Why does my grass die every summer?
I don't have allot of grass because I prefer flower beds, but the little grass I do have always looks great in spring, but by July it looks like on the attached pictures. It was not very dry or hot this summer, nothing unusual, but it looks awful. I usually reseed in the fall, it looks great for a while but dies in the summer. I always buy the seeds that are drought resistant and for shade and sun.
We also have 3 dachsunds that use the grass.
Grass naturally goes dormant in the heat, it's part of it's life cycle. If you can handle it being brown in the summer heat, then when the cooler weather and rain come again, it will grow back healthy and green. I'm all for natural lawns and can handle a few months where it takes a rest. But I know that most folks like to keep it green...which means lots and lots of water.
Epsom salt are loaded with nitrogen - great for lawns. Do lots of research for next season. We use Pennington seeds here.I get better results than Scotts.
This has been happening to our NY lawn for the past couple of summers. In our case it was grubs - Japanese beetle larvae eating the roots of the grass. Can you peel back your grass like a carpet? If you did into the soil below (not even too far down) do you see the white curled up grubs? We applied beneficial nematodes and that has helped a bit, but we need to reapply them in the fall. We are also going to try milky spore applications, although that can take a few years to be effective. Both the nematodes and the milky spore are organic methods. There are, of course, chemical pesticides, but you may not want to use them, especially if you don't want your dogs (or yourself!) exposed to chemicals.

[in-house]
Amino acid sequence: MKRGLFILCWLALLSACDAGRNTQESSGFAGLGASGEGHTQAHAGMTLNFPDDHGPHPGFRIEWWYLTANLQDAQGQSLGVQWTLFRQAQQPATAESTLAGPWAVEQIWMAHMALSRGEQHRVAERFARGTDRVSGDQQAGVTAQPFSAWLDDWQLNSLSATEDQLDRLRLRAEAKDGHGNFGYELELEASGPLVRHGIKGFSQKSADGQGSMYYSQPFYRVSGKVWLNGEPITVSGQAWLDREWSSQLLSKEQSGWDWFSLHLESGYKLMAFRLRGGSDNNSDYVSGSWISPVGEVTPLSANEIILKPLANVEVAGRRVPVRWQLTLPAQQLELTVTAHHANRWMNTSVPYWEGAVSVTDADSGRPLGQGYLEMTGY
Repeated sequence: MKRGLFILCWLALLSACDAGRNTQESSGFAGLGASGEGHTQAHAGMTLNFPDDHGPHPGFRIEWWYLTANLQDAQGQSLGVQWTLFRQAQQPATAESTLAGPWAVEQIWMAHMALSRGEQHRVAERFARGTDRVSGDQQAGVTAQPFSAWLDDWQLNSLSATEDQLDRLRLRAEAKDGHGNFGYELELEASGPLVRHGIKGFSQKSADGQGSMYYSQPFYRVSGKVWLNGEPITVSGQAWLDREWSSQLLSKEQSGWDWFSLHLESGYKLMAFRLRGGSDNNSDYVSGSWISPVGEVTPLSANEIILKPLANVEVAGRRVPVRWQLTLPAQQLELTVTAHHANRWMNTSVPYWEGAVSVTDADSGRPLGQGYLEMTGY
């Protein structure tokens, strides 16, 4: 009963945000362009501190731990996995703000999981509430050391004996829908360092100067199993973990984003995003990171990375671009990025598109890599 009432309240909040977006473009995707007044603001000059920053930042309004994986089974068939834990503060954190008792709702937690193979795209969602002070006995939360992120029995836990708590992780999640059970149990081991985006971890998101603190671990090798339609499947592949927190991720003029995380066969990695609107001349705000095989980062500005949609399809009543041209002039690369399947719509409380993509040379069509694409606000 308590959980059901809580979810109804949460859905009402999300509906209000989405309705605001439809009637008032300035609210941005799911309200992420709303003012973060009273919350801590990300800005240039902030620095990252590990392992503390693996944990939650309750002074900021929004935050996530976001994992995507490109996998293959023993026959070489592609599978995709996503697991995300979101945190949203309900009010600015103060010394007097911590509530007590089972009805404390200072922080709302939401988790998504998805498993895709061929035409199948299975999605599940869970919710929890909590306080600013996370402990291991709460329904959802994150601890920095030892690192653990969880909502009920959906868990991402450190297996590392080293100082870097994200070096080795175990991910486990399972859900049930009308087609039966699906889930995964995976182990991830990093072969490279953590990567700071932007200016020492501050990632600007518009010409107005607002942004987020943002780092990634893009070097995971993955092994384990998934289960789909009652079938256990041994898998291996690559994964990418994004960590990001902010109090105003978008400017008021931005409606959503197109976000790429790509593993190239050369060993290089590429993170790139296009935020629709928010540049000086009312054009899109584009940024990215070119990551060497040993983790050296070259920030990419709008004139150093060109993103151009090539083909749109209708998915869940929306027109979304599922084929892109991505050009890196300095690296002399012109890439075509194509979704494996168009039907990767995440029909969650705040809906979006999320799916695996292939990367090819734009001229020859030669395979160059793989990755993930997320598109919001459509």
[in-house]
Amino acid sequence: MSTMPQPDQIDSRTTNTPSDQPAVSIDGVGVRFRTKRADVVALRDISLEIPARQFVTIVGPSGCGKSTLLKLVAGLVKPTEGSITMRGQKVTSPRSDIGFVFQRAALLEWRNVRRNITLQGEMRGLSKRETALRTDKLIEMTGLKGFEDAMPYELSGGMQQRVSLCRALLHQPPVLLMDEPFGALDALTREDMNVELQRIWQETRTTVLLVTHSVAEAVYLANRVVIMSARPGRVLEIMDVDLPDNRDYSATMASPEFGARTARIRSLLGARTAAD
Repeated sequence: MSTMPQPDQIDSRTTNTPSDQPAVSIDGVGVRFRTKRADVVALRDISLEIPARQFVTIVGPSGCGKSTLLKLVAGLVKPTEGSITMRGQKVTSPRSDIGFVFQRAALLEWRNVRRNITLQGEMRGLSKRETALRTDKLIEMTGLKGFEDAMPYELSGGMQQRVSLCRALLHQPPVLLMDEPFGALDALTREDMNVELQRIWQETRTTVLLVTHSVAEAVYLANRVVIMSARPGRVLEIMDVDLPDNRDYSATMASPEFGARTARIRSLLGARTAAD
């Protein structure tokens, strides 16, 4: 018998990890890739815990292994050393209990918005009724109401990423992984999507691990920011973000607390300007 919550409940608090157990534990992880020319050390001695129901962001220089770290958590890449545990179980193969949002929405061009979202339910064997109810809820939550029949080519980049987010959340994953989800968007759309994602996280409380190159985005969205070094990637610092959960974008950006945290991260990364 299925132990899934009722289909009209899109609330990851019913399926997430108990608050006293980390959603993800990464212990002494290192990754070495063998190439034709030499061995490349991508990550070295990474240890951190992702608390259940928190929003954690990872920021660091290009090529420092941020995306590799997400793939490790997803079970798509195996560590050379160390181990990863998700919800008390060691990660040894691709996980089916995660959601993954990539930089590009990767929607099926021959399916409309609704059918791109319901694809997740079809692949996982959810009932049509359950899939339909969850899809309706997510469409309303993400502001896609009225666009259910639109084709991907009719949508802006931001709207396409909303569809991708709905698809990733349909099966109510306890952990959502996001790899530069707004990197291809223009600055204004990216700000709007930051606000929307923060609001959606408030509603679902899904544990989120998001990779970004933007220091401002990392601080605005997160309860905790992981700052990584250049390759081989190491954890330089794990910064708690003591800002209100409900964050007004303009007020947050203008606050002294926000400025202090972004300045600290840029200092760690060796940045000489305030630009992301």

@TJB-INC Landscape Contractor , not watering is not the problem. That's the only thing I am sure of in this case.
HI @Irish53 and everyone....I feel compelled to correct the false assumption that Epsom salt is loaded with nitrogen. Epsom salt is in fact magnesium sulfate. It contains no nitrogen. If you plant is suffering from lack of magnesium, it will help. There is some evidence that it helps seeds germinate. There is also evidence that it helps the production of chlorophyll (hence the greening of the plant after applying). There is definitely a place for it in your garden for sure, but it doesn't replace fertilizing with nitrogen.
I would think what you have is a winter grass, like winter rye or something similar, I have a few patches also, that do well unil it gets hot, no matter how I water or fertilize.
I'm on the same page as Donna Dixson with my thoughts on using epsom salt. If the dying of the grass is from too much nitrogen from dog urine, epsom salts helps grass absorb nitrogen, (not that it supplies it) so then there would still be an issue of too much nitrogen which would kill grass. Also, did you know that if you have a male and female dog, the male usually urinates on top of where a female did, which helps dilute her urine, then there's not much of a urine burn issue for those pet owners. cool, huh?
Aerating soil and adding compost should help. Soil is probably very compact. Have similar problem with my lawn which also looks great in the spring, but once the hot weather comes in all the lawns on my block look terrible. Come the fall and cooler weather, grass picks up and looks pretty good. Know it has nothing to do with watering as I have been very diligent about giving a thorough watering regularly to no avail. Also heard that adding gypsum helps in loosing up the soil. Wishing you well.